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Only a few years ago, the U.S. was running short of natural gas and plans were made to spend billions of dollars to import the product. With the advent of the shale revolution, importing facilities are being converted to export facilities. Producers and land owners think that is a great idea. What Europeans pay for natural gas is far more than what we pay in this country. But manufacturers, and anyone who heats with natural gas, would rather see the gas stay here and for prices to remain low. This is a debate that will continue for some time. How much do we export and how much do we retain?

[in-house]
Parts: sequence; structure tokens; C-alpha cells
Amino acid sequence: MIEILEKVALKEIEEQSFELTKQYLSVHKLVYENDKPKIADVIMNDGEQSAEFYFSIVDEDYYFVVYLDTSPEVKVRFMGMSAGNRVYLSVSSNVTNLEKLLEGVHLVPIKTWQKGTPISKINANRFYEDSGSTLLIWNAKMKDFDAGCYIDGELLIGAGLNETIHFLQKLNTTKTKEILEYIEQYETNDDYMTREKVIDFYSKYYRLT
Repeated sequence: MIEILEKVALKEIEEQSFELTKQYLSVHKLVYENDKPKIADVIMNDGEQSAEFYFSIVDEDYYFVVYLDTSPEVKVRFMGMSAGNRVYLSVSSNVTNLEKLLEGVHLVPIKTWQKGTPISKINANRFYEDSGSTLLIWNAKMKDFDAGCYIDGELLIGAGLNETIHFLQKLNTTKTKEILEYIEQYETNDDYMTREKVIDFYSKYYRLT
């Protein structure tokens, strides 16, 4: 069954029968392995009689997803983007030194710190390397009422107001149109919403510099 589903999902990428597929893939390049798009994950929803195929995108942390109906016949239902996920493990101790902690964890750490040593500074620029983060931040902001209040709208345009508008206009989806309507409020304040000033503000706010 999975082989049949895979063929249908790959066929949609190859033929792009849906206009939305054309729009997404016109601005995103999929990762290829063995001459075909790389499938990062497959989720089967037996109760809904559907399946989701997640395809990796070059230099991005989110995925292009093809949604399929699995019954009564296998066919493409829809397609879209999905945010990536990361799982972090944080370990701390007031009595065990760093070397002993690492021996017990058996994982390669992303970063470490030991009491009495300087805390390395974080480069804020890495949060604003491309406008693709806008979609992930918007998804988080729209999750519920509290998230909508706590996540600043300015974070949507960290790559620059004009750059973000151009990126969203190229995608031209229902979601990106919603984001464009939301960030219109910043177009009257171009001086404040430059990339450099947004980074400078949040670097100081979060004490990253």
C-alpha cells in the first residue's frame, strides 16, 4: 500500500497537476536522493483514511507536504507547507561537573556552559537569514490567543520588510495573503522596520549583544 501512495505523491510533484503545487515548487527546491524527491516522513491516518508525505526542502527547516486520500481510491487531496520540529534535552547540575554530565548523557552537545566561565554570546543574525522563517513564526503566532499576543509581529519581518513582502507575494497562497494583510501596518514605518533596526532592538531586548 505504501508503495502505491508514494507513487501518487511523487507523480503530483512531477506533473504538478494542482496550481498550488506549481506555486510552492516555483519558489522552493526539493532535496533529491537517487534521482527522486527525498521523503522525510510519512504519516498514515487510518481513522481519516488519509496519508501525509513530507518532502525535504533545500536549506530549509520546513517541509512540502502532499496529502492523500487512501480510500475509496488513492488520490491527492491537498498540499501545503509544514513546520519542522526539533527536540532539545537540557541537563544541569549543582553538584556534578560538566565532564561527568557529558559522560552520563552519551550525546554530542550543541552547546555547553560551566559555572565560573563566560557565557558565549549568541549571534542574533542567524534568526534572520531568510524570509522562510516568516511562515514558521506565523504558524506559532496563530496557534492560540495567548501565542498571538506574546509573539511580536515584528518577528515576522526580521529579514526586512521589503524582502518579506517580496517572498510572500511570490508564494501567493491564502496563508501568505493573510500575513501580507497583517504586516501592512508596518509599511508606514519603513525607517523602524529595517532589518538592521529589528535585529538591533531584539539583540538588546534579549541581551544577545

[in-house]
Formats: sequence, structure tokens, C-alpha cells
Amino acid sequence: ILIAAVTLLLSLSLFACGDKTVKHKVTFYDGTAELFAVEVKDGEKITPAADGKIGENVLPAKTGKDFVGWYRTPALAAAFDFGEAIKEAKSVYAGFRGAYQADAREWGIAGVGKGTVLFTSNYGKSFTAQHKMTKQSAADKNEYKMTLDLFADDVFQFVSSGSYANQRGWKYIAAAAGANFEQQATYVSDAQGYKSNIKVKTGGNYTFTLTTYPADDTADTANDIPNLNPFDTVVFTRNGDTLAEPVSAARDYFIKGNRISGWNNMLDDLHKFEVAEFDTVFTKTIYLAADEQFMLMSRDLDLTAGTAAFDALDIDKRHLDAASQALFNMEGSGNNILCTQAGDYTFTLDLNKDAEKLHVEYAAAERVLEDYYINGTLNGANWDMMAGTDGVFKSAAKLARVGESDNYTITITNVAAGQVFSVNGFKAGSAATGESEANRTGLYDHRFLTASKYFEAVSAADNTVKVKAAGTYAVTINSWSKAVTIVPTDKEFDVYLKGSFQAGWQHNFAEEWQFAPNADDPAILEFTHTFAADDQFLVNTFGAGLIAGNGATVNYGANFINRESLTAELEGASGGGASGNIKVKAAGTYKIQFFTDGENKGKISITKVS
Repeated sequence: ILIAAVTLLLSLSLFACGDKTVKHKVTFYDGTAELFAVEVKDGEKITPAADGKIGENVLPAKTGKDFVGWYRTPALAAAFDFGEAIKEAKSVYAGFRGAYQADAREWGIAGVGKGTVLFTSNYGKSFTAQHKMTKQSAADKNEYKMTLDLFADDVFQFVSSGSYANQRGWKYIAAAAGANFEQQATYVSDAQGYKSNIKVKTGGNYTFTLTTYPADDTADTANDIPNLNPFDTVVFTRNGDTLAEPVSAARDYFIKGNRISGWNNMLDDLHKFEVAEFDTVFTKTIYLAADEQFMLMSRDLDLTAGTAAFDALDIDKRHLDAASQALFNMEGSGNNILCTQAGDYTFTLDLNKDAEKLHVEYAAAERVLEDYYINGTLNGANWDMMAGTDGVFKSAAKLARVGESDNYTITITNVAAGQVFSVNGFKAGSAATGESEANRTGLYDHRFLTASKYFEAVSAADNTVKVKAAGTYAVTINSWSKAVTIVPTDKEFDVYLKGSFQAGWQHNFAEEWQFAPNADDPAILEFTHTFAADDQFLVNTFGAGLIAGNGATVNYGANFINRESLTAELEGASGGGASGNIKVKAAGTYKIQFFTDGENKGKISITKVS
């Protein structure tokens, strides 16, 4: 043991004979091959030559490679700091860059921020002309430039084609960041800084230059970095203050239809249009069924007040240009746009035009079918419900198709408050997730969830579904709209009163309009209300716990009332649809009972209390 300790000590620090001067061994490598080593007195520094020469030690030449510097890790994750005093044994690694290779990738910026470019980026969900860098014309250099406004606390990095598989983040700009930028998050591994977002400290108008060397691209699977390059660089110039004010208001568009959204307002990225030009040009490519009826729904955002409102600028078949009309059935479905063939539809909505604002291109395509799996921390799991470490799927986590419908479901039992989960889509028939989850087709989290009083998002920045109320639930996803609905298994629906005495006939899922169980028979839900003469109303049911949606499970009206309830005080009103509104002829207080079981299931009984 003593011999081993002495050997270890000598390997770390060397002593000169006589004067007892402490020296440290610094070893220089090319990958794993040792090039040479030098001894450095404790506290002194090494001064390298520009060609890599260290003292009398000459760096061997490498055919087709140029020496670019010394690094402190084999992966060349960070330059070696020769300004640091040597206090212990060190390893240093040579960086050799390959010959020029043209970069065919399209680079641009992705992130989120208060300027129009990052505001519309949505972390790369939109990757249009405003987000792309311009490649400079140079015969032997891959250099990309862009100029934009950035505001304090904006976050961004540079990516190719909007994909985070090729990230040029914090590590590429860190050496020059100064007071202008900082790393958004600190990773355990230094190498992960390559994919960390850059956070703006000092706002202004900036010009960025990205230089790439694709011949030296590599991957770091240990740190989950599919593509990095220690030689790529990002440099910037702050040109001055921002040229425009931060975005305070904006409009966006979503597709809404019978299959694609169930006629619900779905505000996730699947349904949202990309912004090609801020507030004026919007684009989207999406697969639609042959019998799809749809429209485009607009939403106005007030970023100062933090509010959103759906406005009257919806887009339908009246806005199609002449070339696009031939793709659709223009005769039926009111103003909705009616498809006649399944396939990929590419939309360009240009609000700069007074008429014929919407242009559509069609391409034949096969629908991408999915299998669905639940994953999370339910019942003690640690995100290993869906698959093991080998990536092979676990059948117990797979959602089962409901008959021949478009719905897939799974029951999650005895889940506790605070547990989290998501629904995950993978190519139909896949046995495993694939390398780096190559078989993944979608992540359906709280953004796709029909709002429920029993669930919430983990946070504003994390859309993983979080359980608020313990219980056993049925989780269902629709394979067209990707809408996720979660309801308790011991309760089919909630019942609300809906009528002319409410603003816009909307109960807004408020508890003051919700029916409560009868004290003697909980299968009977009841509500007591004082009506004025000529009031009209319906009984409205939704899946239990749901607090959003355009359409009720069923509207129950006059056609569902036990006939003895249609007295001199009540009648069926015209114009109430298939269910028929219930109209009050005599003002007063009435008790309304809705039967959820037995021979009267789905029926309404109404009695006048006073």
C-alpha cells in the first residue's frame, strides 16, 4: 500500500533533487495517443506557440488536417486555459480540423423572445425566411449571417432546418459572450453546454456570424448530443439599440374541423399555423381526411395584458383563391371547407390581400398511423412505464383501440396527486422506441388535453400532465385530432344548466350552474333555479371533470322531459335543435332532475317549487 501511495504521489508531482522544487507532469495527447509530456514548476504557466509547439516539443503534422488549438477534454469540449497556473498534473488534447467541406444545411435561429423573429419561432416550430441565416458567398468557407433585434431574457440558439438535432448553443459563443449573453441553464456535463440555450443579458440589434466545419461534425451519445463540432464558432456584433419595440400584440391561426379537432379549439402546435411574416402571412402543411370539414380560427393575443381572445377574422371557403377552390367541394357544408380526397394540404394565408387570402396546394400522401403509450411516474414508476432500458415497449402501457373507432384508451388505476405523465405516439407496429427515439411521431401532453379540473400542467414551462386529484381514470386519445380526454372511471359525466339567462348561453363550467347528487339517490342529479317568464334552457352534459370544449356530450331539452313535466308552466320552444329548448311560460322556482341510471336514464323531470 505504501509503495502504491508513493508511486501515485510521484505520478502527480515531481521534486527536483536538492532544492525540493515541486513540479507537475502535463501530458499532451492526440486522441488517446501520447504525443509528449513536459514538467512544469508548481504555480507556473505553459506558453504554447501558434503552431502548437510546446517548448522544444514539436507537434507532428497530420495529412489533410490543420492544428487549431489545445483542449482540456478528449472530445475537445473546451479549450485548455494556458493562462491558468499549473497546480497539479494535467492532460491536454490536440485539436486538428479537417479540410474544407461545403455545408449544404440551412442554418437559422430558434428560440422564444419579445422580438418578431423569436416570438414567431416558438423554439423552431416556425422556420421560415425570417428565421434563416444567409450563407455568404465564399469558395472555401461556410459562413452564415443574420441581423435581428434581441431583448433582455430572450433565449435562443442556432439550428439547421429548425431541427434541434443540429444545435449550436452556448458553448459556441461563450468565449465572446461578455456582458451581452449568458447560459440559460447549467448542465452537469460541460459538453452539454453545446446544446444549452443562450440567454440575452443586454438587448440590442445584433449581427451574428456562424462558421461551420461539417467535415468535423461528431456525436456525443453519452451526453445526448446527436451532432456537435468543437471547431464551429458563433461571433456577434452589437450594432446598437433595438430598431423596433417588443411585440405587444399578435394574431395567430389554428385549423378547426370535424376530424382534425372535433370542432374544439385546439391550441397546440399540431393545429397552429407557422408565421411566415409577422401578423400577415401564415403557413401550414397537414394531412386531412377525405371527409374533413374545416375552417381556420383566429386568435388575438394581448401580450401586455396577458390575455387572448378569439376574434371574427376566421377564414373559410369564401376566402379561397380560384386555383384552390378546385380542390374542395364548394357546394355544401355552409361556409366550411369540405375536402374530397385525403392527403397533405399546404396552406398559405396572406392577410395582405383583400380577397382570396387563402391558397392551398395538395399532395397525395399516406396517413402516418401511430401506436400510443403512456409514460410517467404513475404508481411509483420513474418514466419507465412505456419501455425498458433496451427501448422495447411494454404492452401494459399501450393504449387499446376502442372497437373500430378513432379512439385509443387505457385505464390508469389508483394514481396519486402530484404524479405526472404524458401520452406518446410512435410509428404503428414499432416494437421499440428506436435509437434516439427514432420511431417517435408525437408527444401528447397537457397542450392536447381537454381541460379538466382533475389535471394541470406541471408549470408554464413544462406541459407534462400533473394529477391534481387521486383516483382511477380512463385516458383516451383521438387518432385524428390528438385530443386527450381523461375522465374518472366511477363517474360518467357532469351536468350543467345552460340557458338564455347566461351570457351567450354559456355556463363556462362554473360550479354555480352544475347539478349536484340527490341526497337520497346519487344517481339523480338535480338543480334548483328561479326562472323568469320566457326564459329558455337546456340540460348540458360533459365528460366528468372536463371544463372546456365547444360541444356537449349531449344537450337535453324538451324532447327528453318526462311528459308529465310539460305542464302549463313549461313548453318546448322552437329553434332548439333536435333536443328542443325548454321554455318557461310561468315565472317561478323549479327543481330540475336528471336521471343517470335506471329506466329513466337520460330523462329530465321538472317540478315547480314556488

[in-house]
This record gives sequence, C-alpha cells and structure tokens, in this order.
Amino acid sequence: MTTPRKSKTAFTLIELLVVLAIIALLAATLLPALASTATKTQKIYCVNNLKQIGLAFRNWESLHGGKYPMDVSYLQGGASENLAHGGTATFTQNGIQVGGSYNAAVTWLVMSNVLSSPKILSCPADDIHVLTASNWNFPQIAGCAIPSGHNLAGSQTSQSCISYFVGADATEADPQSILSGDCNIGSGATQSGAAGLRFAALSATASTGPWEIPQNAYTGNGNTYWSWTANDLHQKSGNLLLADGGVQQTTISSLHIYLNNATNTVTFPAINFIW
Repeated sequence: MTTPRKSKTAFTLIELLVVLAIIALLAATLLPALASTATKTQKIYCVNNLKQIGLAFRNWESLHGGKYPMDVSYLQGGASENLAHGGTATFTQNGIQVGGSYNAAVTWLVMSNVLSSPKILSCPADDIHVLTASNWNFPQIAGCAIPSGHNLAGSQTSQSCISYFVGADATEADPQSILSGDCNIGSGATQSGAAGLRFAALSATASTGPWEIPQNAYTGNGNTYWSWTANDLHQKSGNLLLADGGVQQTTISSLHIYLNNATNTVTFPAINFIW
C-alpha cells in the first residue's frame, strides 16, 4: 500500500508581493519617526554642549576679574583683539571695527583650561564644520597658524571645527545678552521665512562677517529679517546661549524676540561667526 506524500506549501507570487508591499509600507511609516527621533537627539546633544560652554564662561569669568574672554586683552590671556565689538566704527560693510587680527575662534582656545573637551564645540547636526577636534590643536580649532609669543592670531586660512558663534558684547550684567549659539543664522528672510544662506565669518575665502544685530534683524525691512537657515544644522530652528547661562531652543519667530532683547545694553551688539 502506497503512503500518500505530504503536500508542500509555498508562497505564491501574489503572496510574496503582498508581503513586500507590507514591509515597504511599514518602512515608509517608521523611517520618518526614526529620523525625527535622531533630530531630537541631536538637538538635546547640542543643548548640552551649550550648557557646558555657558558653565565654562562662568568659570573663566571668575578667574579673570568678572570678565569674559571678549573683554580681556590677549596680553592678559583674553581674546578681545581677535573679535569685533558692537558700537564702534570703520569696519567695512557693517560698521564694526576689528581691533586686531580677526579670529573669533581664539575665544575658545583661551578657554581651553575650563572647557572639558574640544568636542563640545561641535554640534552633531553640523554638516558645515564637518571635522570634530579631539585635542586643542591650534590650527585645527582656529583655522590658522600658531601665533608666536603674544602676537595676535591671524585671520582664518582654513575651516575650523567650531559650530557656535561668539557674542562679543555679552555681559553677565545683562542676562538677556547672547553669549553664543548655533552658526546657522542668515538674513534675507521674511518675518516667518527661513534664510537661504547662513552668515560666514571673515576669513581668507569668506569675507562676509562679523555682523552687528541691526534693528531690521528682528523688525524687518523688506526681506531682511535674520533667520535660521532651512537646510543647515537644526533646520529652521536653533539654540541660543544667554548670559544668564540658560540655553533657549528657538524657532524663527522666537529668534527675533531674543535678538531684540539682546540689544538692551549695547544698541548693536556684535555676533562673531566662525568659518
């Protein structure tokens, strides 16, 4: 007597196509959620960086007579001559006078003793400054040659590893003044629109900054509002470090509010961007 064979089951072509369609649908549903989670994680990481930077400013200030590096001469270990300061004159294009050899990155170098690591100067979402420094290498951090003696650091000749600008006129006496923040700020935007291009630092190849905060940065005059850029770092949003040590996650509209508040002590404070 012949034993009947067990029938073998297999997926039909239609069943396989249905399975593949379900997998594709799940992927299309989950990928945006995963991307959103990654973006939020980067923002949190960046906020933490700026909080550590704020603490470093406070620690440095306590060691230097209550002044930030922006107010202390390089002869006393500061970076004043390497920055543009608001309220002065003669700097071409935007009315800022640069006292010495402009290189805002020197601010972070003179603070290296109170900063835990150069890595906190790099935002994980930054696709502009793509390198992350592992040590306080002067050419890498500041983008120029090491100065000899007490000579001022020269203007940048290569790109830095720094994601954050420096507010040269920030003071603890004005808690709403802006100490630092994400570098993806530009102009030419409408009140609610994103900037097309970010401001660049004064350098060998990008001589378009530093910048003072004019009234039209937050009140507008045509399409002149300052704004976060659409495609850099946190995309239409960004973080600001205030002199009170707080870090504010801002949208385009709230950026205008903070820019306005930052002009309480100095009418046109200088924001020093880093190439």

With the rapid increase in U.S. oil production we may soon have that same debate with oil. What? The U.S. exporting oil? Unlike the price of natural gas, which is determined to a large degree by local production (meaning anywhere a pipeline can carry it) the price of oil is determined on an international basis, since it can be transported overseas more easily. While U.S. natural gas prices remain very low, U.S. produced oil benefits from a high price on the international market. So why not export it? Well, there are rules (and laws) against that sort of thing. But might that be changing? Attached here is a well written article from Reuters that raises many interesting questions about policy and economics.